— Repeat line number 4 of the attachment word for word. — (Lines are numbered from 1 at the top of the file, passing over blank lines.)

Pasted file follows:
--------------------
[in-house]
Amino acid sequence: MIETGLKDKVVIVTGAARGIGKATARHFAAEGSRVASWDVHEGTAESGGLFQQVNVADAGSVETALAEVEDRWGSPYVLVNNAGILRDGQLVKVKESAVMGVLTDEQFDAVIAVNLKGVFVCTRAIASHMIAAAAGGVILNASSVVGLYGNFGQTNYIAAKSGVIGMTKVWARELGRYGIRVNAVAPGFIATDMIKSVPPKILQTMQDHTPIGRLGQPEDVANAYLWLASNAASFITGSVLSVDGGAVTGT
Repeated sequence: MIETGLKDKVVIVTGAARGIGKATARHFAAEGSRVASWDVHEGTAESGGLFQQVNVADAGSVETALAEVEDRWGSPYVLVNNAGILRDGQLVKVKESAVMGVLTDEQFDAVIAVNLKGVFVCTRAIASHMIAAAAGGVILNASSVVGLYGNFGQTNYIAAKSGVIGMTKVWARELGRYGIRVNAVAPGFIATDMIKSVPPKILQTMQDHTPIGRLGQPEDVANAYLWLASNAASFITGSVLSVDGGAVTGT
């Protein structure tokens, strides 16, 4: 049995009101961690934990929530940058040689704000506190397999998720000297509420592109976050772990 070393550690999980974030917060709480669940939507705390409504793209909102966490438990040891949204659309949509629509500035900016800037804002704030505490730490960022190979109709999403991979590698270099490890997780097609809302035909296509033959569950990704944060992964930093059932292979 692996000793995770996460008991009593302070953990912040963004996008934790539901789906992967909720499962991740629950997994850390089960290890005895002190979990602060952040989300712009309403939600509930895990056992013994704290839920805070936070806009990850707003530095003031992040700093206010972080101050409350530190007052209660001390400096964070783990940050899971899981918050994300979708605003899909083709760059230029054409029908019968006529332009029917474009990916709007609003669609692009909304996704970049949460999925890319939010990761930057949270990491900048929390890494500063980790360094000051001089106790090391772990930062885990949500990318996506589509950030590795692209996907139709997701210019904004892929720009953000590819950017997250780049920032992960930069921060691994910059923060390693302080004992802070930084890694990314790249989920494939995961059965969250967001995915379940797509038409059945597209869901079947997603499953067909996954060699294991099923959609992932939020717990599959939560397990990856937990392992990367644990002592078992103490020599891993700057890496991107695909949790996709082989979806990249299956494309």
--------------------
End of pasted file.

């Protein structure tokens, strides 16, 4: 049995009101961690934990929530940058040689704000506190397999998720000297509420592109976050772990 070393550690999980974030917060709480669940939507705390409504793209909102966490438990040891949204659309949509629509500035900016800037804002704030505490730490960022190979109709999403991979590698270099490890997780097609809302035909296509033959569950990704944060992964930093059932292979 692996000793995770996460008991009593302070953990912040963004996008934790539901789906992967909720499962991740629950997994850390089960290890005895002190979990602060952040989300712009309403939600509930895990056992013994704290839920805070936070806009990850707003530095003031992040700093206010972080101050409350530190007052209660001390400096964070783990940050899971899981918050994300979708605003899909083709760059230029054409029908019968006529332009029917474009990916709007609003669609692009909304996704970049949460999925890319939010990761930057949270990491900048929390890494500063980790360094000051001089106790090391772990930062885990949500990318996506589509950030590795692209996907139709997701210019904004892929720009953000590819950017997250780049920032992960930069921060691994910059923060390693302080004992802070930084890694990314790249989920494939995961059965969250967001995915379940797509038409059945597209869901079947997603499953067909996954060699294991099923959609992932939020717990599959939560397990990856937990392992990367644990002592078992103490020599891993700057890496991107695909949790996709082989979806990249299956494309």